-b, --build-ids Inject build-ids of DSOs hit by samples into the output stream. This means it needs to process all SAMPLE records to find the DSOs. --buildid-all Inject build-ids of all DSOs into the output stream regardless of hits and skip SAMPLE processing. --known-build-ids= Override build-ids to inject using these comma-separated pairs of build-id and path. Understands file://filename to read these pairs from a file, which can be generated with perf buildid-list. -v, --verbose Be more verbose. -i, --input= Input file name. (default: stdin) -o, --output= Output file name. (default: stdout) -s, --sched-stat Merge sched_stat and sched_switch for getting events where and how long tasks slept. sched_switch contains a callchain where a task slept and sched_stat contains a timeslice how long a task slept. -k, --vmlinux=<file> vmlinux pathname --ignore-vmlinux Ignore vmlinux files. --kallsyms=<file> kallsyms pathname --itrace Decode Instruction Tracing data, replacing it with synthesized events. Options are: i synthesize instructions events y synthesize cycles events b synthesize branches events (branch misses for Arm SPE) c synthesize branches events (calls only) r synthesize branches events (returns only) x synthesize transactions events w synthesize ptwrite events p synthesize power events (incl. PSB events for Intel PT) o synthesize other events recorded due to the use of aux-output (refer to perf record) I synthesize interrupt or similar (asynchronous) events (e.g. Intel PT Event Trace) e synthesize error events d create a debug log f synthesize first level cache events m synthesize last level cache events M synthesize memory events t synthesize TLB events a synthesize remote access events g synthesize a call chain (use with i or x) G synthesize a call chain on existing event records l synthesize last branch entries (use with i or x) L synthesize last branch entries on existing event records s skip initial number of events q quicker (less detailed) decoding A approximate IPC Z prefer to ignore timestamps (so-called "timeless" decoding) The default is all events i.e. the same as --itrace=iybxwpe, except for perf script where it is --itrace=ce In addition, the period (default 100000, except for perf script where it is 1) for instructions events can be specified in units of: i instructions t ticks ms milliseconds us microseconds ns nanoseconds (default) Also the call chain size (default 16, max. 1024) for instructions or transactions events can be specified. Also the number of last branch entries (default 64, max. 1024) for instructions or transactions events can be specified. Similar to options g and l, size may also be specified for options G and L. On x86, note that G and L work poorly when data has been recorded with large PEBS. Refer linkperf:perf-intel-pt man page for details. It is also possible to skip events generated (instructions, branches, transactions, ptwrite, power) at the beginning. This is useful to ignore initialization code. --itrace=i0nss1000000 skips the first million instructions. The 'e' option may be followed by flags which affect what errors will or will not be reported. Each flag must be preceded by either '+' or '-'. The flags are: o overflow l trace data lost If supported, the 'd' option may be followed by flags which affect what debug messages will or will not be logged. Each flag must be preceded by either '+' or '-'. The flags are: a all perf events e output only on errors (size configurable - see linkperf:perf-config) o output to stdout If supported, the 'q' option may be repeated to increase the effect. --strip Use with --itrace to strip out non-synthesized events. -j, --jit Process jitdump files by injecting the mmap records corresponding to jitted functions. This option also generates the ELF images for each jitted function found in the jitdumps files captured in the input perf.data file. Use this option if you are monitoring environment using JIT runtimes, such as Java, DART or V8. -f, --force Don’t complain, do it. --vm-time-correlation[=OPTIONS] Some architectures may capture AUX area data which contains timestamps affected by virtualization. This option will update those timestamps in place, to correlate with host timestamps. The in-place update means that an output file is not specified, and instead the input file is modified. The options are architecture specific, except that they may start with "dry-run" which will cause the file to be processed but without updating it. Currently this option is supported only by Intel PT, refer perf-intel-pt(1) --guest-data=<path>,<pid>[,<time offset>[,<time scale>]] Insert events from a perf.data file recorded in a virtual machine at the same time as the input perf.data file was recorded on the host. The Process ID (PID) of the QEMU hypervisor process must be provided, and the time offset and time scale (multiplier) will likely be needed to convert guest time stamps into host time stamps. For example, for x86 the TSC Offset and Multiplier could be provided for a virtual machine using Linux command line option no-kvmclock. Currently only mmap, mmap2, comm, task, context_switch, ksymbol, and text_poke events are inserted, as well as build ID information. The QEMU option -name debug-threads=on is needed so that thread names can be used to determine which thread is running which VCPU. Note libvirt seems to use this by default. When using perf record in the guest, option --sample-identifier should be used, and also --buildid-all and --switch-events may be useful. --guestmount=<path> Guest OS root file system mount directory. Users mount guest OS root directories under <path> by a specific filesystem access method, typically, sshfs. For example, start 2 guest OS, one’s pid is 8888 and the other’s is 9999: $ mkdir ~/guestmount $ cd ~/guestmount $ sshfs -o allow_other,direct_io -p 5551 localhost:/ 8888/ $ sshfs -o allow_other,direct_io -p 5552 localhost:/ 9999/ $ perf inject --guestmount=~/guestmount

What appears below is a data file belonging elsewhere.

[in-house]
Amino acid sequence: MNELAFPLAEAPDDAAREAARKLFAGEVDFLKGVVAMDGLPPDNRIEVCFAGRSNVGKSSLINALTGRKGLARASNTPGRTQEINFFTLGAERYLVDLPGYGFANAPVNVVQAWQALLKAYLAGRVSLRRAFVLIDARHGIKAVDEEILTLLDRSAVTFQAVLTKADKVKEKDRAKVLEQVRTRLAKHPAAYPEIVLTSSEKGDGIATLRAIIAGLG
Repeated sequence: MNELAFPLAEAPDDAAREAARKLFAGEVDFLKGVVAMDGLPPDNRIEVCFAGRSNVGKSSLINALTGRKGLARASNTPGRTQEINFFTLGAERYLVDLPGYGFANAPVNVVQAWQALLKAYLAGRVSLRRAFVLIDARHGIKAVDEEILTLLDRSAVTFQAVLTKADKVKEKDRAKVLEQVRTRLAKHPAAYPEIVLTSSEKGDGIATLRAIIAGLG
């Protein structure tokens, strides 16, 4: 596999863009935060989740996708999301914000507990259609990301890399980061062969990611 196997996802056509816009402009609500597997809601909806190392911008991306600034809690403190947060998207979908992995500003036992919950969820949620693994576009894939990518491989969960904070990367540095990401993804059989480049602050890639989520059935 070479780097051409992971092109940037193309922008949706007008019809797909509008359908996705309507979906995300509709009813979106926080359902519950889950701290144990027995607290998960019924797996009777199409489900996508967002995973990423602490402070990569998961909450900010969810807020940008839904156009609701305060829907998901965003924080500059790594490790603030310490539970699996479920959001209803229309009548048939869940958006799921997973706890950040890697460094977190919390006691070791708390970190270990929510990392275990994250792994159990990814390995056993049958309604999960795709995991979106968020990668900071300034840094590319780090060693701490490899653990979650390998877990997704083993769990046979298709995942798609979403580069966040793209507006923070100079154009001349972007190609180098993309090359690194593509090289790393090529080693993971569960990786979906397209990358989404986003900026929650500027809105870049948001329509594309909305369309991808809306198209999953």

perf-record(1), perf-report(1), perf-archive(1), perf-intel-pt(1)
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Pages that refer to this page: perf(1), perf-arm-spe(1), perf-intel-pt(1)